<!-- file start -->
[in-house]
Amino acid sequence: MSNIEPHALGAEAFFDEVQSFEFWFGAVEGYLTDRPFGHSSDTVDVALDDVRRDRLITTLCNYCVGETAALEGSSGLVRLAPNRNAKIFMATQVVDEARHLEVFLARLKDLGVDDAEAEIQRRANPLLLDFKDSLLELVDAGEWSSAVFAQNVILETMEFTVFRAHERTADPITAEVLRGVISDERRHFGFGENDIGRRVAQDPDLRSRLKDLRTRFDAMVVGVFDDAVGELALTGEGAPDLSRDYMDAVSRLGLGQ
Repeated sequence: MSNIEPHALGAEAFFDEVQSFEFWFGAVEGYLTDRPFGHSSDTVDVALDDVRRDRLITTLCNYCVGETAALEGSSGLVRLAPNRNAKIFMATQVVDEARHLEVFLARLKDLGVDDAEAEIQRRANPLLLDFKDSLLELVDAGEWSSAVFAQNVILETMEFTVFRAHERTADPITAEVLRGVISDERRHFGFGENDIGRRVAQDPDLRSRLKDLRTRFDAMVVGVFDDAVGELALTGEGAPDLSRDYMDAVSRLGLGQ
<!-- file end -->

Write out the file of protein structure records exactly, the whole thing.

[in-house]
Amino acid sequence: MSNIEPHALGAEAFFDEVQSFEFWFGAVEGYLTDRPFGHSSDTVDVALDDVRRDRLITTLCNYCVGETAALEGSSGLVRLAPNRNAKIFMATQVVDEARHLEVFLARLKDLGVDDAEAEIQRRANPLLLDFKDSLLELVDAGEWSSAVFAQNVILETMEFTVFRAHERTADPITAEVLRGVISDERRHFGFGENDIGRRVAQDPDLRSRLKDLRTRFDAMVVGVFDDAVGELALTGEGAPDLSRDYMDAVSRLGLGQ
Repeated sequence: MSNIEPHALGAEAFFDEVQSFEFWFGAVEGYLTDRPFGHSSDTVDVALDDVRRDRLITTLCNYCVGETAALEGSSGLVRLAPNRNAKIFMATQVVDEARHLEVFLARLKDLGVDDAEAEIQRRANPLLLDFKDSLLELVDAGEWSSAVFAQNVILETMEFTVFRAHERTADPITAEVLRGVISDERRHFGFGENDIGRRVAQDPDLRSRLKDLRTRFDAMVVGVFDDAVGELALTGEGAPDLSRDYMDAVSRLGLGQ